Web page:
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Dr. Stratyner

By: Dr. Harris Stratyner, Ph.D.

Dr. Harris Stratyner, vice president of Caron Treatment Center and clinical director of the New York region, is internationally known for developing and implementing the groundbreaking clinical model of "Carefrontation," a treatment approach that doesn't shame or blame the patient. It recognizes addiction as a disease and stresses each individual's responsibility to work with healthcare providers to reach the goal of complete abstinence. 

The Great Escape

(not rated)

Jul 15, 2015
Dr. Harris Stratyner, Ph.D., is vice president of Caron Treatment Centers and clinical director of the New York region. He contributes regularly to Renew.
 
 
I just watched a deer jump a fence down by a patch of phragmites enveloping a cove of the Long Island Sound. The water is still, on this lovely July day.
 
This was a meditative moment for me in a world of seeming chaos and violence, made more complicated by myriad drugs of abuse and an industry of alcohol that makes every social occasion another opportunity to catch a "buzz."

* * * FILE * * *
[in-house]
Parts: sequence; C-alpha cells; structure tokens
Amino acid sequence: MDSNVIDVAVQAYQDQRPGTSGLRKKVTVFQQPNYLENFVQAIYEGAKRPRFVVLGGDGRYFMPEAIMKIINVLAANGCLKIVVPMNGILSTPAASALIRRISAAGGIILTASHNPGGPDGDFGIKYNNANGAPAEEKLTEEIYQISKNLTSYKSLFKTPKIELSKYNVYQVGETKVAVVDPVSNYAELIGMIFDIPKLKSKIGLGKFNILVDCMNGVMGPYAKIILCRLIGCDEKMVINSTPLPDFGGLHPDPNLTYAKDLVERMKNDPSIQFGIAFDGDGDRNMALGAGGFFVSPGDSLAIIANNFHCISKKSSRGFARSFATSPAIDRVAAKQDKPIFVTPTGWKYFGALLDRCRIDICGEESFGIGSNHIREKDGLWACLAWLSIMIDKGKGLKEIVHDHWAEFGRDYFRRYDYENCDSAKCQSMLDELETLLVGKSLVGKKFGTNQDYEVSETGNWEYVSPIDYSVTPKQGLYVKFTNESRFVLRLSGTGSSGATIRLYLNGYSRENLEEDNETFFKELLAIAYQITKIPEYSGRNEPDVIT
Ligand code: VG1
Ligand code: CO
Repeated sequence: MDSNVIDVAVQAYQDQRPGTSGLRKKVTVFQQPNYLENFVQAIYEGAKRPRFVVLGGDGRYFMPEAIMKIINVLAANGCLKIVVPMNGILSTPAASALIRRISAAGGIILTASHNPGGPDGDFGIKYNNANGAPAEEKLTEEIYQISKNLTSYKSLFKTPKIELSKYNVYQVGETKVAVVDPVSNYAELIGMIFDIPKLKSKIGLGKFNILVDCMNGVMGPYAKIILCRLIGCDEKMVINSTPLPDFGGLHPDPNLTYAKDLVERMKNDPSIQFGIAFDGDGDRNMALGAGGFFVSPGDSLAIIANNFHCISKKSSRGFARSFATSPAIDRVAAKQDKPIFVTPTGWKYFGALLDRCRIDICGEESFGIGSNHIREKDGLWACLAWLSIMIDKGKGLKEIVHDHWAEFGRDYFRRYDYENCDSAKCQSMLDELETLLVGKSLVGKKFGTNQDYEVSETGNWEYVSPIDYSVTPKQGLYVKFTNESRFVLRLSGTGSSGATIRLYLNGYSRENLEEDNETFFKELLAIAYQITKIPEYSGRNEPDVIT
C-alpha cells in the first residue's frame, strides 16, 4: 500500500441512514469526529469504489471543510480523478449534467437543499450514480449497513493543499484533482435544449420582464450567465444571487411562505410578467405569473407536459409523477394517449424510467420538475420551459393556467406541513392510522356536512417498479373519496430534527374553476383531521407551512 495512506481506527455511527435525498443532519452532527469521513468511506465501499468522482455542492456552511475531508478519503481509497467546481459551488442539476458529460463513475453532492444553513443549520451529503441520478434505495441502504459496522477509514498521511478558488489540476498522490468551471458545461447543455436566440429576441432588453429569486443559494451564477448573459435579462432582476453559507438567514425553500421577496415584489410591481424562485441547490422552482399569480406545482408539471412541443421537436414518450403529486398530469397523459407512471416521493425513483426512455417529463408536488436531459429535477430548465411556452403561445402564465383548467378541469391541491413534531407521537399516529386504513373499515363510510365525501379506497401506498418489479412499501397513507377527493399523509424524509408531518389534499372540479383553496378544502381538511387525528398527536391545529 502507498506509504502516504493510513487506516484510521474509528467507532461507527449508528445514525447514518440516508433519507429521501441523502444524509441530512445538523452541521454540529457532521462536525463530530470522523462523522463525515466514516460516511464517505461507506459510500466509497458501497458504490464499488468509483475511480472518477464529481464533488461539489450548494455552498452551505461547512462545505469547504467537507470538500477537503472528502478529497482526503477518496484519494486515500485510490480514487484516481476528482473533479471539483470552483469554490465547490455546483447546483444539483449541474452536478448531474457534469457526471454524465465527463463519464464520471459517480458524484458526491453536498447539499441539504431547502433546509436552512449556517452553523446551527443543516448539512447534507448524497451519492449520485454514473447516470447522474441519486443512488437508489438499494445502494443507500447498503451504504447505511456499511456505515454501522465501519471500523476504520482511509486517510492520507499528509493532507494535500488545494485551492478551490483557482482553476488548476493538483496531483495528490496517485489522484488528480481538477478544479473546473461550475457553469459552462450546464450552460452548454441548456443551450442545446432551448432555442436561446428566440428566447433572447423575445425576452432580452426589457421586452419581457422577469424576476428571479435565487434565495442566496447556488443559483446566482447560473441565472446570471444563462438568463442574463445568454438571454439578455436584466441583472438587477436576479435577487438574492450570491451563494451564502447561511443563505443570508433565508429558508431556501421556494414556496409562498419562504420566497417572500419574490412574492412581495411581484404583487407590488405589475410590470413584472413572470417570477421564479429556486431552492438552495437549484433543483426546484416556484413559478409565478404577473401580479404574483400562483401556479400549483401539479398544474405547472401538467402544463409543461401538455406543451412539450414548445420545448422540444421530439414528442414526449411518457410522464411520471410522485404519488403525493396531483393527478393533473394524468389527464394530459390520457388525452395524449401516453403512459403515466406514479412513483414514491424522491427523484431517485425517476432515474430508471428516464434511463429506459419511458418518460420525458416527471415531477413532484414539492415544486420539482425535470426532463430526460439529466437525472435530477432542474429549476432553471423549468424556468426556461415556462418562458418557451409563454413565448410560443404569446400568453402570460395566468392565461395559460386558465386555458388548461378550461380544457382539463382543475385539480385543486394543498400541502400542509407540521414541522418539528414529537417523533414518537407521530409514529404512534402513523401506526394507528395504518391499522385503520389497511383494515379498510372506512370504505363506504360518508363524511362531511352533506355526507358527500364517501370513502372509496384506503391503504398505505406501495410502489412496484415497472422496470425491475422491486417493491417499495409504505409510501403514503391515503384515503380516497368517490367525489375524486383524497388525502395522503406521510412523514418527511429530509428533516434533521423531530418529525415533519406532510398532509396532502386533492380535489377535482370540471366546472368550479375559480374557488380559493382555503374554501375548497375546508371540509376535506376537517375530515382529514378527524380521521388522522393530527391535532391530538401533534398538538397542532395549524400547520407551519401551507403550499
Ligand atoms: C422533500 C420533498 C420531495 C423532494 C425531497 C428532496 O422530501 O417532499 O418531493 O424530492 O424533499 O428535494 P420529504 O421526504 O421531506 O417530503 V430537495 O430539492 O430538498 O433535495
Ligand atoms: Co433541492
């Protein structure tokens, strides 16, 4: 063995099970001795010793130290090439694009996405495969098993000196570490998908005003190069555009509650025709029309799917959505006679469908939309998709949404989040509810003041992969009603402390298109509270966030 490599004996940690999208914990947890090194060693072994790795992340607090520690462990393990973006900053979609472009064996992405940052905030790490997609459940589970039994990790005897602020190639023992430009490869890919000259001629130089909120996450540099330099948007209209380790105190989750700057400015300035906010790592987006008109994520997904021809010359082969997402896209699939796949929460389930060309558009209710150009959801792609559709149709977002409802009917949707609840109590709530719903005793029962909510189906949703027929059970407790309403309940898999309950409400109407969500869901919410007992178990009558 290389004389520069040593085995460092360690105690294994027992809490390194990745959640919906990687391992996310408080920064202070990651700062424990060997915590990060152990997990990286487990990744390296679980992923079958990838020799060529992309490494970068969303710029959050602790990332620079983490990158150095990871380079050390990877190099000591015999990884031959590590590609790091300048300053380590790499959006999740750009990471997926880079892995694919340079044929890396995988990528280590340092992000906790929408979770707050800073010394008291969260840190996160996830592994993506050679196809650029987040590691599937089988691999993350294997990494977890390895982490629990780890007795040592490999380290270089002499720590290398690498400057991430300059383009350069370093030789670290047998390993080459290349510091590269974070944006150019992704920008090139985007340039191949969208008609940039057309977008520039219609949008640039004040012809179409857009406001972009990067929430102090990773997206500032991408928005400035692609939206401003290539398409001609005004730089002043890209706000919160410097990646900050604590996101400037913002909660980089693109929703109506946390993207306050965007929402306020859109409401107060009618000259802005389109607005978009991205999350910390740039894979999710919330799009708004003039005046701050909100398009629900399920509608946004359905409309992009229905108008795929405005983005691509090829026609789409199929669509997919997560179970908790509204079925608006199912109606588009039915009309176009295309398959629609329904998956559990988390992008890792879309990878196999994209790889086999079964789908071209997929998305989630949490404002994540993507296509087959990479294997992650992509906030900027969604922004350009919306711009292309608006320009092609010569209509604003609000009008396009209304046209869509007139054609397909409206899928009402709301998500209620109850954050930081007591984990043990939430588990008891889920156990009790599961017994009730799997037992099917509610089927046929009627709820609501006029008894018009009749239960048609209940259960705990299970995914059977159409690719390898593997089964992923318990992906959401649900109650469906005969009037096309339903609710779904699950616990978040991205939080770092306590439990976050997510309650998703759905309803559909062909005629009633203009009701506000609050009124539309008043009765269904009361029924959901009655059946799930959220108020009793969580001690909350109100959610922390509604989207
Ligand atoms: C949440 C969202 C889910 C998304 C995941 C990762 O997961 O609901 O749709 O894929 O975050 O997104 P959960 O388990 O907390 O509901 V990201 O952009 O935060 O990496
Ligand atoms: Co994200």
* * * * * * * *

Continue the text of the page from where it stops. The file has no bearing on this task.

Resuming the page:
Don't get me wrong, people have a right to have a drink if they don't have the disease of addiction - I just wish every advertisement didn't make alcohol seem like the only way to enjoy oneself!
 
I notice that I write about the topic of getting intoxicated a great deal. There is an obvious reason for this - I believe it is harming the confidence and minds of our burgeoning young men and women, and will eventually weaken our world. I truly say this as a scientist and clinician who has watched our society at large become less interested in global affairs and true survival. 
 
There is a great deal of talk about global warming, war, terrorism, racism, etc., etc., but we need sober minds to make these things happen. Are we going forwards or backwards? There is no excuse when we have evidenced-based treatments for addiction. 
 
We must ensure that our schools, houses of worship, broadcast, print, and social media, get the word out. 
 
Here goes Dr. Stratyner again - life is a wonderful thing folks, but not when you're in a drug-induced altered state of consciousness - then it is (in this social scientist's mind) just a waste of time.
 
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